Quick Hit: The Relationship Between Disability and Poverty, Part 1,293,495,594 in a continuing series

Did you know that being poor puts people at greater risk for disability? And that people with disabilities are more likely to be poor? And that there’s a very strong relationship between poverty and disability, the worst kind of vicious circle? Well, you probably do, especially because we talk about it a lot here, but here’s another study confirming that, from Wayne State University (bolding mine):

Dr. Bowen and Dr. Gonzalez said the study suggests that early socioeconomic conditions play a role in a person’s risk for disability that persists throughout the course of their life.

With much of the available literature on disability focused on the role of mid-life diseases, Dr. Bowen and Dr. Gonzalez took a unique life-course approach to the topic. “This study set out to determine if early life conditions contribute to the risk for developing a disability, and if so, what those risk factors are,” Dr. Gonzalez said.

The study utilized data from the Health and Retirement Study, a nationally representative study that followed more than 18,000 Americans 51 and older over the course of eight years. Using generalized linear latent and mixed-model commands for their statistical analysis, they examined the early-life parameters of parental education ranging from zero to 17 years, as well as the father’s occupation when the respondent was 16 years old. They factored in respondents’ social mobility — education, income and wealth — and health behaviors like smoking, drinking, exercising and body weight, throughout their lives, examining whether these factors mediated the effect of early life conditions. Analyses adjusted for the predisposition for certain forms of disability caused by characteristics such as age, gender, ethnicity and disease, and tracked the changes from baseline measurements over the course of the study.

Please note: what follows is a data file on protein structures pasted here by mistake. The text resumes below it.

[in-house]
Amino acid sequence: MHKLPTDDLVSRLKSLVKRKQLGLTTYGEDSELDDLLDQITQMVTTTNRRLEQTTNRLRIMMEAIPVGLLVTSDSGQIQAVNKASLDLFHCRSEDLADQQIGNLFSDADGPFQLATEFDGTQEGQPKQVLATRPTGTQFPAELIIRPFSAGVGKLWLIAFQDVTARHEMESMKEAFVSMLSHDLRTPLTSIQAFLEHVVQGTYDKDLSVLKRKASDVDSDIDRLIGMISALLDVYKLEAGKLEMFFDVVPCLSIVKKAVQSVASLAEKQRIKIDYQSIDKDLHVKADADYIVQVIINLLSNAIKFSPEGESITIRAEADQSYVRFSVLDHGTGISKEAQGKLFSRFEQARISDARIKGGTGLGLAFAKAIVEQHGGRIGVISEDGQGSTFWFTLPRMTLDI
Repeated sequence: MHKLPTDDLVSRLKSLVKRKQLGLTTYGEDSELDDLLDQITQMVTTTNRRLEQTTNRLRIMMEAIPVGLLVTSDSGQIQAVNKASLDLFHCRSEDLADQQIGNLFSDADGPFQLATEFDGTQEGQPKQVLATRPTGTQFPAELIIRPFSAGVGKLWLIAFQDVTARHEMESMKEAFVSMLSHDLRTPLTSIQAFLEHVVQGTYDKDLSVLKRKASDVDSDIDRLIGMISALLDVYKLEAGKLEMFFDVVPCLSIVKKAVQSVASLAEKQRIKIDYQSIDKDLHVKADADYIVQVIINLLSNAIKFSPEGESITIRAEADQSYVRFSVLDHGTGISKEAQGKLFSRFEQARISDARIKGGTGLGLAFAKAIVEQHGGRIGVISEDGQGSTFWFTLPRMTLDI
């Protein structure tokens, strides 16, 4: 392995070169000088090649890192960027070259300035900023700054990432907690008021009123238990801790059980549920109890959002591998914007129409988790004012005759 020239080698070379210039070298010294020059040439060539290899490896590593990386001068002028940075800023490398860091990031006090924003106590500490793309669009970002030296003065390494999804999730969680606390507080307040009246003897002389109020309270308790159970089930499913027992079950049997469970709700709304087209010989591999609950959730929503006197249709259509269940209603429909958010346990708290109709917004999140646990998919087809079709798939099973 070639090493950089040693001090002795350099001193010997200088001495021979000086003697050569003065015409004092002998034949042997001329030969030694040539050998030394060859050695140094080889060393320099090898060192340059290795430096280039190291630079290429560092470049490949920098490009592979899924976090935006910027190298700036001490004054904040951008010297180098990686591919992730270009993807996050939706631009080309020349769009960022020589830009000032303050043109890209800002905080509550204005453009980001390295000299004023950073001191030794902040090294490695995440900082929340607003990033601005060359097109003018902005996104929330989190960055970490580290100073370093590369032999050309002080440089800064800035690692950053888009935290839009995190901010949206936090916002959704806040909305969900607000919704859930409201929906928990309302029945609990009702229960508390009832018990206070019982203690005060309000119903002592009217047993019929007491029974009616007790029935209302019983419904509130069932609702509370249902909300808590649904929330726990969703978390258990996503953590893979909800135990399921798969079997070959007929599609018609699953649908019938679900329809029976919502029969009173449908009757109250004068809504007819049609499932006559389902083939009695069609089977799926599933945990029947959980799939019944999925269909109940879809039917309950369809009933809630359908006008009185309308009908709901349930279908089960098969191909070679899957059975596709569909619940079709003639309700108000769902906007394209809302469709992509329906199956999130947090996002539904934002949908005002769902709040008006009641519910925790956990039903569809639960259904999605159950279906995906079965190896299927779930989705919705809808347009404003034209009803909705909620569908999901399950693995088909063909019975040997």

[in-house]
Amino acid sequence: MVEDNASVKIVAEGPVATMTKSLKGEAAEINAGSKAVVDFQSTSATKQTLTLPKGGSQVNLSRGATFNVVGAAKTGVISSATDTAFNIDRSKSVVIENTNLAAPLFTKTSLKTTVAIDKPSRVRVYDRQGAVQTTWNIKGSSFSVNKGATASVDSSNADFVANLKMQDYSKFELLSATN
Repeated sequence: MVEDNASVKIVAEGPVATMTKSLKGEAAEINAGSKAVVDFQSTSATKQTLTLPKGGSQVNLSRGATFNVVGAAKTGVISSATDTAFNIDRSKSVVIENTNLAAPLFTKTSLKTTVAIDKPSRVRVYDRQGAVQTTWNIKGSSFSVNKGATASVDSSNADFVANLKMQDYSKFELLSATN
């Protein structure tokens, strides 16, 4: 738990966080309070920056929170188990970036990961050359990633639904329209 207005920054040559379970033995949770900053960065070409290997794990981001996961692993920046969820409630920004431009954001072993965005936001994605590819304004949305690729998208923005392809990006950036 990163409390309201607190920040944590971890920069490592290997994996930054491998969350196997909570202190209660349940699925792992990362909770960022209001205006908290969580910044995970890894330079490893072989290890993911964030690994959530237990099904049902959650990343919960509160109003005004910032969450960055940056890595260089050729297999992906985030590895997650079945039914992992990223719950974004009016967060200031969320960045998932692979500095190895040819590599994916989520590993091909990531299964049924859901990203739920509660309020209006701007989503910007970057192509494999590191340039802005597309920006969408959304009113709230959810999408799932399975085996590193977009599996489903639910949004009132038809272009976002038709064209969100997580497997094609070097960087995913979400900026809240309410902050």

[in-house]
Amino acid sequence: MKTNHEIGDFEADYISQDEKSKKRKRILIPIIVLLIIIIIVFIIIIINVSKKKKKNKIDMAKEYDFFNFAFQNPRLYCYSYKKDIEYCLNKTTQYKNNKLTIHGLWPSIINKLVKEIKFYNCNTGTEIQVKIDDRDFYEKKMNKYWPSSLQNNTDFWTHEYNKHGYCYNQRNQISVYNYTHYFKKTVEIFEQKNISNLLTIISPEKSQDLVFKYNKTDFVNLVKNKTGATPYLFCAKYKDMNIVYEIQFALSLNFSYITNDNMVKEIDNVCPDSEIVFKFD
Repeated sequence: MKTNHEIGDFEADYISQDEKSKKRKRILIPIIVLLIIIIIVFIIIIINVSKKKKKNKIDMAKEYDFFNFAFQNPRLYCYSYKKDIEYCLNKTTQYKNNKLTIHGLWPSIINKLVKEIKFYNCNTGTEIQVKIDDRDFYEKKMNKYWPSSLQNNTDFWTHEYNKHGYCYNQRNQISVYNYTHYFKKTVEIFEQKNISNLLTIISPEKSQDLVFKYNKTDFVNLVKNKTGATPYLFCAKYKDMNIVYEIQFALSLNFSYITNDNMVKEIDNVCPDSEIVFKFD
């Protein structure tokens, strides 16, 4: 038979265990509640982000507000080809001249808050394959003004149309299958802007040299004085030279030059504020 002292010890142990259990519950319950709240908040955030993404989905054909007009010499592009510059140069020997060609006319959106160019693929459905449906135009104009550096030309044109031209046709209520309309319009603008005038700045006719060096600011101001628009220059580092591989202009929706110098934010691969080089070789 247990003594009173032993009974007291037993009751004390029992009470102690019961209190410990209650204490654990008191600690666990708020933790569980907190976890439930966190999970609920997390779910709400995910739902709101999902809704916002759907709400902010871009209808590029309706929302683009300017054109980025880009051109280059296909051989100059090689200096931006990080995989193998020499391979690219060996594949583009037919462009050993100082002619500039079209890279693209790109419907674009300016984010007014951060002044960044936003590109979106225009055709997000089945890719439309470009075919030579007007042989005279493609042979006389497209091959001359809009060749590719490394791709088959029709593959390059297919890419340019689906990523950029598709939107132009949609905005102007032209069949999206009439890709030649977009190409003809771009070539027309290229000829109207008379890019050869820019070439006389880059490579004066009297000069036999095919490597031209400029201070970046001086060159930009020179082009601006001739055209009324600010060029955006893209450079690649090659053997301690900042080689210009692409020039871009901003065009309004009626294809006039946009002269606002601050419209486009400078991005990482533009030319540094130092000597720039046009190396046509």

Dr. Bowen and Dr. Gonzalez said the study suggests that early socioeconomic conditions play a role in a person’s risk for disability that persists throughout the course of their life.

Our research strengthens the argument that poor conditions during childhood can put you on a path of heightened risk for health problems,” said Dr. Bowen, now a patient-safety research fellow at James A. Haley Veterans Hospital in Tampa, Fla. “This isn’t to say that people who grow up with certain socioeconomic risk factors are going to be disabled, but it does provide evidence they will be at a disadvantage. This is most likely due to the lowered access to good nutrition and to important health information characteristic of people living in poverty.”

(Note: I can’t say I care for the implication that this is an education issue, which implies that it’s caused by volitional choices of people in poverty. I think it’s much more accurate to look at the constellation of socioeconomic factors which are strong determinants of health outcomes – stables and habitable affordable housing, financial and locational access to nutrition, and health care access – all of which are systemic issues, rather than individual actions. But the overall conclusions are, well, exactly what we already knew.)

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